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Posted on Feb 2, 2007 in Front Page Features, Tactics101

Tactics 101: 012. Intelligence Preparation of the Battlefield (Pt. 1)

By Rick Baillergeon and John Sutherland

IPB Steps

Within the IPB process, there are four key steps. These steps are:

1) Define the Battlefield Environment.

2) Describe the Battlefield’s Effects.

3) Evaluate the Threat.and

4) Determine Threat Courses of Action. Each of these steps builds upon another in terms of utilizing information to enable analysis. There are some recommended products that should be developed within each step (we will discuss these in detail later in this article and next month). There is no set time standard to complete each step. You will spend as much time as feasible on each step to ensure you achieve the detail you need. As is the case in any process, the more repetitions you conduct; the more comfortable you will become. Below you will find a brief description on the purpose of each step.


1) Define the Battlefield Environment. This step sets the conditions for the entire process. You will study the battlefield and identify specific areas you want to focus upon during the rest of the process. You will collect material and information you need during the rest of the process. By defining the battlefield environment you will begin to identify intelligence gaps you have. These intelligence gaps will allow you to begin to formulate your reconnaissance plan.

2) Describe the Battlefield’s Effects. Using step one for focus, you will analyze the environment (terrain. weather, and civil considerations) to determine how it may affect the enemy and your potential courses of action. This is a critical step in order to exploit opportunities that may exist on the battlefield.

3) Evaluate the Threat. This is the step in which you truly dissect the enemy. You will look at various things including his doctrine, tactics, what equipment he possesses, his strengths and weaknesses, capabilities, tendencies etc…. For some enemies you fight, this may be a relatively easy task. However, for others this could be extremely difficult because little information may exist on your foe.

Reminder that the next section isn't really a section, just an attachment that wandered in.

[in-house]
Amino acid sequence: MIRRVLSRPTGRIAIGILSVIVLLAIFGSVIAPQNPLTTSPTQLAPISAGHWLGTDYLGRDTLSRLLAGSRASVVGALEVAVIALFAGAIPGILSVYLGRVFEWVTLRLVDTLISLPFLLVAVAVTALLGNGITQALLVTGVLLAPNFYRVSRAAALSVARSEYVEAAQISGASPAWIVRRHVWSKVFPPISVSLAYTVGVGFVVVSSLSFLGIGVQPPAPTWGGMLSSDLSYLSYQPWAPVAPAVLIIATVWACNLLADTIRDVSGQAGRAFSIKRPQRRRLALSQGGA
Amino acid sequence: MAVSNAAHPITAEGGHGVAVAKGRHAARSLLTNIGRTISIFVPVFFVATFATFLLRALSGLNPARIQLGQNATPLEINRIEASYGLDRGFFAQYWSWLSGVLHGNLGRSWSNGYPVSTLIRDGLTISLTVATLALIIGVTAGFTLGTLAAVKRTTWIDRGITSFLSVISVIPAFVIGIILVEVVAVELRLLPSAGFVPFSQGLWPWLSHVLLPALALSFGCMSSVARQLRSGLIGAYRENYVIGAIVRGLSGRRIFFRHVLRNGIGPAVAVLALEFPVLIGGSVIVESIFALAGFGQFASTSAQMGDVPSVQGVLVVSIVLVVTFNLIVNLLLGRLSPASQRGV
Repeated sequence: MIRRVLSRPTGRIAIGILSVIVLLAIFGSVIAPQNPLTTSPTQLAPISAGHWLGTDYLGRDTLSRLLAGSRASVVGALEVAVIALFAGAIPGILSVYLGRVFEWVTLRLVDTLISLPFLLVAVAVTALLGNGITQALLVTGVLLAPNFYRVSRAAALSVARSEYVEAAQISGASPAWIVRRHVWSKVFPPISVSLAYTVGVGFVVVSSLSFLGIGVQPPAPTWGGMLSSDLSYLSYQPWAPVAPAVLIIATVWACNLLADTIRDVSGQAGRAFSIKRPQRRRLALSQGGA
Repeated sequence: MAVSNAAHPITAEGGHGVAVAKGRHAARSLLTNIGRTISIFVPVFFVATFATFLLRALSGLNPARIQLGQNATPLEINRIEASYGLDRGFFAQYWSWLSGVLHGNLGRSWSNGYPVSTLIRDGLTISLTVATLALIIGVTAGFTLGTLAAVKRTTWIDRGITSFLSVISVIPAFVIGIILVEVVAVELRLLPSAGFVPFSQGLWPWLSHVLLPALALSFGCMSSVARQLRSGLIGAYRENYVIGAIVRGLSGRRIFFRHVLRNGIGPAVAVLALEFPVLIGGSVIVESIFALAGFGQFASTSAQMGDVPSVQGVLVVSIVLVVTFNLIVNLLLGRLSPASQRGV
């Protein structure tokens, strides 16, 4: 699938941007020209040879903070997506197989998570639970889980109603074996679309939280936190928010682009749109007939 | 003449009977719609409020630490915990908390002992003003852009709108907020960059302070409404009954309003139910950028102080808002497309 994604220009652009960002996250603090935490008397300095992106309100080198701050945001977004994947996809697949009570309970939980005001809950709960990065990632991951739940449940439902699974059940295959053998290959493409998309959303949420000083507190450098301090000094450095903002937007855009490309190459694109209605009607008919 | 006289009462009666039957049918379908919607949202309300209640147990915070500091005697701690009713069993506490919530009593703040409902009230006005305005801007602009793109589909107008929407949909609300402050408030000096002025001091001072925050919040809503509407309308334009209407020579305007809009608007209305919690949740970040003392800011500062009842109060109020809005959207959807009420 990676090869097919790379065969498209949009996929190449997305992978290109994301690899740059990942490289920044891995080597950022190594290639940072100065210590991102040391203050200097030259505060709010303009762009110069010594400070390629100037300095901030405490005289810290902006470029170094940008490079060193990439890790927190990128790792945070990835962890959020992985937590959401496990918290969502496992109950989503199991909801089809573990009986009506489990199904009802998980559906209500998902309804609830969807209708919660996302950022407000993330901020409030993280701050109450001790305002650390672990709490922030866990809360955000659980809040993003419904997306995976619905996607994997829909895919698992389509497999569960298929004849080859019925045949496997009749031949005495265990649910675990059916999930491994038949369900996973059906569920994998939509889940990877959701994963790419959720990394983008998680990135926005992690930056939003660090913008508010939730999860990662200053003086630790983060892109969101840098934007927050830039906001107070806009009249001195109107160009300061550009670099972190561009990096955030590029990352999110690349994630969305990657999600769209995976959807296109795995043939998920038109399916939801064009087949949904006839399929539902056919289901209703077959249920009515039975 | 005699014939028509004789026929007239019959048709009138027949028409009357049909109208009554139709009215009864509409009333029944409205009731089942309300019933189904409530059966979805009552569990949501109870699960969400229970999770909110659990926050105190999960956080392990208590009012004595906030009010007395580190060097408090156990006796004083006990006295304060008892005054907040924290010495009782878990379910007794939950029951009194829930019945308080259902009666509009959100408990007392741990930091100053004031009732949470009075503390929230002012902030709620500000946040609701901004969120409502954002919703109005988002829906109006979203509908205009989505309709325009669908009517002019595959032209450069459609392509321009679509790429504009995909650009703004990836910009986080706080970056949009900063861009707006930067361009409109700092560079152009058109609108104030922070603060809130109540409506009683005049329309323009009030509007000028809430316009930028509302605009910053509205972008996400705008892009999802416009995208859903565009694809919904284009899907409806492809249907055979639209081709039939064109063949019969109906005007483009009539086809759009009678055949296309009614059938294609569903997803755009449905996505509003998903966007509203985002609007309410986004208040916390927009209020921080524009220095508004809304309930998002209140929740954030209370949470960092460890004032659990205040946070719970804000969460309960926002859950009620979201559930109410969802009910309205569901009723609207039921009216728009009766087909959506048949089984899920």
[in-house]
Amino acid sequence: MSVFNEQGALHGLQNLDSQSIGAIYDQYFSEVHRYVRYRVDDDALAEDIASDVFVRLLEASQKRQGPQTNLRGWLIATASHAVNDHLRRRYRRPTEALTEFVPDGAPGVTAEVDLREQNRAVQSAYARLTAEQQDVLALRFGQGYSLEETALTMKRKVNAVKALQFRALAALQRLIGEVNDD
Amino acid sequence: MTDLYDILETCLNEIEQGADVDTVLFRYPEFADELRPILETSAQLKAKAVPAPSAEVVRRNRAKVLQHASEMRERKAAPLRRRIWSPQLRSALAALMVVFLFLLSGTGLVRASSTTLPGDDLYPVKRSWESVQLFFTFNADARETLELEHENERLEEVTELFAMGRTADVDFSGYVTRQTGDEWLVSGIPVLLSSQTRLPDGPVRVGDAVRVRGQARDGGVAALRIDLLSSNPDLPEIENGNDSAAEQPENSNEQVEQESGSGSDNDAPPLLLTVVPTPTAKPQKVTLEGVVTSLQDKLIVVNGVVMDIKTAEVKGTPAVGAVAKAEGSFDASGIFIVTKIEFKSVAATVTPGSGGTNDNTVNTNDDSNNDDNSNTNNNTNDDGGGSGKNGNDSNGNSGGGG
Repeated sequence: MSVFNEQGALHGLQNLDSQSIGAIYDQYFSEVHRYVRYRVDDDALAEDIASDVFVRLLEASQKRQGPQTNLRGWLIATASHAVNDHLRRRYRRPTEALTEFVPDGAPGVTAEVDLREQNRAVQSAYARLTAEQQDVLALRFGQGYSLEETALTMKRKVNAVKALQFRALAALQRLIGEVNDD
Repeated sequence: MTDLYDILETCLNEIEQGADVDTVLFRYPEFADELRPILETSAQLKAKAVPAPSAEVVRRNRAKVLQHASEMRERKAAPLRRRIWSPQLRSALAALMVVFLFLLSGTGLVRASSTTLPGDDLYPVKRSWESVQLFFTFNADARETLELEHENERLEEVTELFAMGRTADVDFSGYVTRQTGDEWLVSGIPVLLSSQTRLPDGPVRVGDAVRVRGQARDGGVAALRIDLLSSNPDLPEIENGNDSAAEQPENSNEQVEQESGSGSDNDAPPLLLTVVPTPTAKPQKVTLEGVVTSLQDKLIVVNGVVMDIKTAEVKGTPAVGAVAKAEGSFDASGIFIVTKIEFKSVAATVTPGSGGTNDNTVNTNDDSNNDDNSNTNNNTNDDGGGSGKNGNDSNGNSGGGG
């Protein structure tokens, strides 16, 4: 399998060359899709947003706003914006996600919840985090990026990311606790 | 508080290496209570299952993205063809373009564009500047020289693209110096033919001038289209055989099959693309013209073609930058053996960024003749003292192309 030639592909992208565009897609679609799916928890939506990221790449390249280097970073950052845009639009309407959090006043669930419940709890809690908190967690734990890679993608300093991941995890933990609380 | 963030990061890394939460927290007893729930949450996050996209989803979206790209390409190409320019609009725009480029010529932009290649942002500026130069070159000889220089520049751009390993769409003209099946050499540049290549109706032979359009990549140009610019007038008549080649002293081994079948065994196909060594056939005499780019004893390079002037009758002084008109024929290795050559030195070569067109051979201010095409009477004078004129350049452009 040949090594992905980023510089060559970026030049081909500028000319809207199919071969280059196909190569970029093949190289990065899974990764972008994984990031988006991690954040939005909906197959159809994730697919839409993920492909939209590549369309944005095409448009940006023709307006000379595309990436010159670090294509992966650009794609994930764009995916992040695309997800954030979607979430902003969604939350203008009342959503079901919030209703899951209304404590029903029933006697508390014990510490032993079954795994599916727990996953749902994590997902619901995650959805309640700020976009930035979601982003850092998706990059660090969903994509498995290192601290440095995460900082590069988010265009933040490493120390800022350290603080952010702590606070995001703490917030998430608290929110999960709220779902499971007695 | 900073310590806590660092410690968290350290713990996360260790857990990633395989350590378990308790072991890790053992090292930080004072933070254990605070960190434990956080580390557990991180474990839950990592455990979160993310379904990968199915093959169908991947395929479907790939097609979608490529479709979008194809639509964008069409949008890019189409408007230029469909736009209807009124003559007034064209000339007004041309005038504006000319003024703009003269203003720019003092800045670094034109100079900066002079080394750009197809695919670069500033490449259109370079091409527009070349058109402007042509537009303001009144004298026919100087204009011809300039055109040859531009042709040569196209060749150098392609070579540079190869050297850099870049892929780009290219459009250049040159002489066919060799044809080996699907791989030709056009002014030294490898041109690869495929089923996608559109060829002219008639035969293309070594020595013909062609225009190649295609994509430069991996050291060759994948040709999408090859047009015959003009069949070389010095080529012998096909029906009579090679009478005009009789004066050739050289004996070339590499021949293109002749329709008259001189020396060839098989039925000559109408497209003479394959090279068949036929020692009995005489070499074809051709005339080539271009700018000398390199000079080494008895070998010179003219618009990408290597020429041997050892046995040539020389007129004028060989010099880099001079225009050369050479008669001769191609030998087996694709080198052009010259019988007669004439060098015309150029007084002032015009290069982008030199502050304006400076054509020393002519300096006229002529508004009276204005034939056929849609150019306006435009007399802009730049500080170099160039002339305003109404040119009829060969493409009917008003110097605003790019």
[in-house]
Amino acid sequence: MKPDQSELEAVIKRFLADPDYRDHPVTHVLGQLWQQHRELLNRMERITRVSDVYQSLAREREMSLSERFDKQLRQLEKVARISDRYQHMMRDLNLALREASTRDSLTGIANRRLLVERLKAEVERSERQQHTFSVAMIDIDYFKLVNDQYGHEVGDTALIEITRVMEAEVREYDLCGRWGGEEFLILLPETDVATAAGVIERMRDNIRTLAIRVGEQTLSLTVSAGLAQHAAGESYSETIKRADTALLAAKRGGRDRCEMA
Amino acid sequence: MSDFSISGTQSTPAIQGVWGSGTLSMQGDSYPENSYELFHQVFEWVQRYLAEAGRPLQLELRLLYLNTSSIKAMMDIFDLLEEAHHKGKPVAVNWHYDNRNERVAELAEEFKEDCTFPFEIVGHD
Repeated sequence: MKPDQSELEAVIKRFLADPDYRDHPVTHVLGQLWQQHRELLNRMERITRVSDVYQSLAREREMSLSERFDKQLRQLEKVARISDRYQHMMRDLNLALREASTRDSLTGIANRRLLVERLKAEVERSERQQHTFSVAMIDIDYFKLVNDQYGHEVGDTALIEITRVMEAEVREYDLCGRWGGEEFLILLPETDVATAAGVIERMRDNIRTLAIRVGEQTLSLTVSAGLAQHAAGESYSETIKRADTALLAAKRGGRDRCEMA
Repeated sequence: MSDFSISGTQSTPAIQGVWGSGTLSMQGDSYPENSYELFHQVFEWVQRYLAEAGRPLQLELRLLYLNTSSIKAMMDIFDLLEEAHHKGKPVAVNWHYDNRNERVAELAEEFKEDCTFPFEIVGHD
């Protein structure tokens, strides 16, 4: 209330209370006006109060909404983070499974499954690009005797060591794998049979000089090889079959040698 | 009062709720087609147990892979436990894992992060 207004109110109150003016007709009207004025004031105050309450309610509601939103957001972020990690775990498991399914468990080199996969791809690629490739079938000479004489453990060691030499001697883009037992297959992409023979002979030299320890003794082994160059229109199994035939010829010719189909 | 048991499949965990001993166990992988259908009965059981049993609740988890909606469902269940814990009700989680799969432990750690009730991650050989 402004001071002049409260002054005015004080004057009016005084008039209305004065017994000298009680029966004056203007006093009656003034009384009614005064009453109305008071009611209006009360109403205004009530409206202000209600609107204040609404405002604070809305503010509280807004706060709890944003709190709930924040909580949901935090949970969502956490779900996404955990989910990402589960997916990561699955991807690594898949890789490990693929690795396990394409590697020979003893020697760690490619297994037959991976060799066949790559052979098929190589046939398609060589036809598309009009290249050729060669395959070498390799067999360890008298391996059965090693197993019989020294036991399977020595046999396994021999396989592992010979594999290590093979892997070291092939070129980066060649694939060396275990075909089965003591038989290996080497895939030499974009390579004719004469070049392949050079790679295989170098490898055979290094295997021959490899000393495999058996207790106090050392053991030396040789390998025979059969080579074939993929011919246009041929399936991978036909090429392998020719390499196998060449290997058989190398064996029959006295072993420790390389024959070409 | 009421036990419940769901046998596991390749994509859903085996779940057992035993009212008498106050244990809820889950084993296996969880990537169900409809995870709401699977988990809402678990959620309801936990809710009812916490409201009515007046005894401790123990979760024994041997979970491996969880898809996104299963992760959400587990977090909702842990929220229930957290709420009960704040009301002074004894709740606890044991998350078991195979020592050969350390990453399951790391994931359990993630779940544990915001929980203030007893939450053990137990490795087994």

4) Determine Threat Courses of Action. In the final step, we take everyone we have done earlier and put it all together to develop feasible courses of action the enemy may execute. We do not tie ourselves down to one or two courses of action. We look at the realm of feasible possibilities that exist. Depending on our time, we can then go into detail on as many as we can.

Having discussed what is IPB, why it is important, and highlighting the steps of IPB; we will focus the remainder of the article in detailing the first two steps of the process.

Step 1 — Define the Battlefield Environment

As discussed earlier, this step provides the focus for the rest of the process. As in any other process, if you do not get your focus correct you could be wasting precious time and resources later. Within this step, there ate two critical things we want to accomplish. First, we want to define the geographical area in which we are to fight and the area surrounding it that could influence our operations. Second, we will gather the information we will need to assist us in the remaining steps. This is science with the art portion beginning in step 2. Let’s go into more detail on each.


In defining the geographical area, we delineate a few vital areas. These are:

Area of Operations – This is the area that you were assigned to conduct your operation. It is dictated to you by assigned boundaries. In analyzing this, you want to ensure it is of sufficient size to accomplish your mission. You want to define it so you can see later if it possesses any characteristics that may hinder or assist you or the enemy.

Area of Influence – This is the area in which you can directly influence operations by maneuver or fire support systems normally under your control. The area of influence surrounds and includes your area of operations.

Area of Interest — This is areas you define outside your area of operation that may affect the accomplishment of your mission. This could include your flanks, pieces of terrain forward or to the rear of you that the enemy could exploit, or even air corridors outside your area of operations the enemy could utilize for rotary or fixed wing operations. Once defined, this will likely result in coordination between units.

By defining the geographical area and the relationship between areas of operation, influence, and interest, you begin to understand the intelligence gaps (questions) you have. To fill these gaps (answer the questions) you begin to formulate your reconnaissance plan.

Below you will find a diagram that puts the three concepts in relation to one another.


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